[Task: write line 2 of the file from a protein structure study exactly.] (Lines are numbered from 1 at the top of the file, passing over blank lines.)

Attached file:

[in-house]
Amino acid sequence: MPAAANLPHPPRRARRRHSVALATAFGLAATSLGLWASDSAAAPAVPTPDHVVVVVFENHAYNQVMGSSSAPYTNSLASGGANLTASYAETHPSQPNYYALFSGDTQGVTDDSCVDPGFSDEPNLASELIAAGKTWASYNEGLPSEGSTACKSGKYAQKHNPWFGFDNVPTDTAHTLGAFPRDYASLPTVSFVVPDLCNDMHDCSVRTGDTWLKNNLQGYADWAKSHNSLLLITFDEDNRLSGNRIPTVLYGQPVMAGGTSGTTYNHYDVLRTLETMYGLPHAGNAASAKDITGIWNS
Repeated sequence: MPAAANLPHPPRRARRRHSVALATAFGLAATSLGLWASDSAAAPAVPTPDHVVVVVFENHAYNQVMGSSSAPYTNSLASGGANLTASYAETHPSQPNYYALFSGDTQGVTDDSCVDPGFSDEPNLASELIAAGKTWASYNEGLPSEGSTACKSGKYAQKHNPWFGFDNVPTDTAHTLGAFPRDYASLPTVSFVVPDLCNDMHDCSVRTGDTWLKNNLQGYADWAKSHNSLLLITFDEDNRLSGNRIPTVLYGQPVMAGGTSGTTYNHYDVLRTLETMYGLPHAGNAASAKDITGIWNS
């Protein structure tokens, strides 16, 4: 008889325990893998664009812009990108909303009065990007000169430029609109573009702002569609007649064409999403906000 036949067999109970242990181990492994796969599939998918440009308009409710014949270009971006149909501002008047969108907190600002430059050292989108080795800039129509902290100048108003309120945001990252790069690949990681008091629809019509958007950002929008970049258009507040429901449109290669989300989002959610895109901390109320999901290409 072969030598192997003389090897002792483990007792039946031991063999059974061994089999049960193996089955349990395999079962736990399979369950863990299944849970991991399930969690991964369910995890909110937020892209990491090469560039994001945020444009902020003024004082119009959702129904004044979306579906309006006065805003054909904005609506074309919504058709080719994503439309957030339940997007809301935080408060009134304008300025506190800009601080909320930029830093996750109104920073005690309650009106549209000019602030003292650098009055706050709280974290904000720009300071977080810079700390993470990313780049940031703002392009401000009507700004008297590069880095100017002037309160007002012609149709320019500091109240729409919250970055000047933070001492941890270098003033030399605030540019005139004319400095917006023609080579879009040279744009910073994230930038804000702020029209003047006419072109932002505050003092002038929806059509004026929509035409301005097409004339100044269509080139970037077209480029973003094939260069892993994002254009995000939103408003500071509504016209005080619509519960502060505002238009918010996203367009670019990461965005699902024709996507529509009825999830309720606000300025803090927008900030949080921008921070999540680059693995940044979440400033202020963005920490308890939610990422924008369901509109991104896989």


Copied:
Amino acid sequence: MPAAANLPHPPRRARRRHSVALATAFGLAATSLGLWASDSAAAPAVPTPDHVVVVVFENHAYNQVMGSSSAPYTNSLASGGANLTASYAETHPSQPNYYALFSGDTQGVTDDSCVDPGFSDEPNLASELIAAGKTWASYNEGLPSEGSTACKSGKYAQKHNPWFGFDNVPTDTAHTLGAFPRDYASLPTVSFVVPDLCNDMHDCSVRTGDTWLKNNLQGYADWAKSHNSLLLITFDEDNRLSGNRIPTVLYGQPVMAGGTSGTTYNHYDVLRTLETMYGLPHAGNAASAKDITGIWNS